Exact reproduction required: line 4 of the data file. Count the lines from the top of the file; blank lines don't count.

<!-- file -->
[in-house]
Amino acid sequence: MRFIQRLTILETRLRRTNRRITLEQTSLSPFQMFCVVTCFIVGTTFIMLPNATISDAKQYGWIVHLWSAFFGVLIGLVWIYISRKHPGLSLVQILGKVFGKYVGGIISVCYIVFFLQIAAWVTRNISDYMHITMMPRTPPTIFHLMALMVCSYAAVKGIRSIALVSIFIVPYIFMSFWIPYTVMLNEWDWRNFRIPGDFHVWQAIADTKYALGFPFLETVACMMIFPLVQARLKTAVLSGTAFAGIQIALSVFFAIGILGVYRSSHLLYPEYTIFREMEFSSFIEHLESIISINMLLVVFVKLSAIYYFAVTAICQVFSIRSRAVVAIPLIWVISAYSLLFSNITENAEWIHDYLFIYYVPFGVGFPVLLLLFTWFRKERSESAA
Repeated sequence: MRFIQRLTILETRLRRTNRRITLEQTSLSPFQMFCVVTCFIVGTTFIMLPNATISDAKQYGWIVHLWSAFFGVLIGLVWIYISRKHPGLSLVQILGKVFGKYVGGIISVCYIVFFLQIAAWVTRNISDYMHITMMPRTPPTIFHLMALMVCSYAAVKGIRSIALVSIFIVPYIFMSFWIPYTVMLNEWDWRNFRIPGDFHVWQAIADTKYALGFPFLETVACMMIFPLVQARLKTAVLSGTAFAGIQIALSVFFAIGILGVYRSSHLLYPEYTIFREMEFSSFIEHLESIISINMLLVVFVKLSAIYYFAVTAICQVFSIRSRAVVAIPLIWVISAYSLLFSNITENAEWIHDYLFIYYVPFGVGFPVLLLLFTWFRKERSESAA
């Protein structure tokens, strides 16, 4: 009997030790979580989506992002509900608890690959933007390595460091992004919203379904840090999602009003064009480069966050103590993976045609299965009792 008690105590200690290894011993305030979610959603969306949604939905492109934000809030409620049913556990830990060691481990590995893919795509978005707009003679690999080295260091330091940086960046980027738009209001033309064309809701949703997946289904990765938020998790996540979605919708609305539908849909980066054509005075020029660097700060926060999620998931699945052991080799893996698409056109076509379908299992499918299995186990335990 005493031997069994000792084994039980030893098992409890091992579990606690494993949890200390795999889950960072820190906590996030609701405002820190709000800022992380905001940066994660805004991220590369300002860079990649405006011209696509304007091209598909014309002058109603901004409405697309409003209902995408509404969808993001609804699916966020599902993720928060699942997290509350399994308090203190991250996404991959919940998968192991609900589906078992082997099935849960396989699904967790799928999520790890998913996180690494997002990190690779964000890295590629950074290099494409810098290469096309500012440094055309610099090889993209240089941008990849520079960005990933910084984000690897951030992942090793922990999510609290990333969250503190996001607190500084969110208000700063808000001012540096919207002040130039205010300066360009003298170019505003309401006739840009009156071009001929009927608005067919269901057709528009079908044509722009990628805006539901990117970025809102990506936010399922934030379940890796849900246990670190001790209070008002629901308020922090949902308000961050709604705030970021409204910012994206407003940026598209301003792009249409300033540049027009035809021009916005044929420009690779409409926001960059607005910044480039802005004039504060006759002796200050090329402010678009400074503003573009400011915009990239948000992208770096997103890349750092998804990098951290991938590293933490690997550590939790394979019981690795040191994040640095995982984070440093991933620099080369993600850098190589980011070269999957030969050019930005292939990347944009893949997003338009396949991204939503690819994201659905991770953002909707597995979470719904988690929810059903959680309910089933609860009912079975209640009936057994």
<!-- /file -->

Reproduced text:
């Protein structure tokens, strides 16, 4: 009997030790979580989506992002509900608890690959933007390595460091992004919203379904840090999602009003064009480069966050103590993976045609299965009792 008690105590200690290894011993305030979610959603969306949604939905492109934000809030409620049913556990830990060691481990590995893919795509978005707009003679690999080295260091330091940086960046980027738009209001033309064309809701949703997946289904990765938020998790996540979605919708609305539908849909980066054509005075020029660097700060926060999620998931699945052991080799893996698409056109076509379908299992499918299995186990335990 005493031997069994000792084994039980030893098992409890091992579990606690494993949890200390795999889950960072820190906590996030609701405002820190709000800022992380905001940066994660805004991220590369300002860079990649405006011209696509304007091209598909014309002058109603901004409405697309409003209902995408509404969808993001609804699916966020599902993720928060699942997290509350399994308090203190991250996404991959919940998968192991609900589906078992082997099935849960396989699904967790799928999520790890998913996180690494997002990190690779964000890295590629950074290099494409810098290469096309500012440094055309610099090889993209240089941008990849520079960005990933910084984000690897951030992942090793922990999510609290990333969250503190996001607190500084969110208000700063808000001012540096919207002040130039205010300066360009003298170019505003309401006739840009009156071009001929009927608005067919269901057709528009079908044509722009990628805006539901990117970025809102990506936010399922934030379940890796849900246990670190001790209070008002629901308020922090949902308000961050709604705030970021409204910012994206407003940026598209301003792009249409300033540049027009035809021009916005044929420009690779409409926001960059607005910044480039802005004039504060006759002796200050090329402010678009400074503003573009400011915009990239948000992208770096997103890349750092998804990098951290991938590293933490690997550590939790394979019981690795040191994040640095995982984070440093991933620099080369993600850098190589980011070269999957030969050019930005292939990347944009893949997003338009396949991204939503690819994201659905991770953002909707597995979470719904988690929810059903959680309910089933609860009912079975209640009936057994």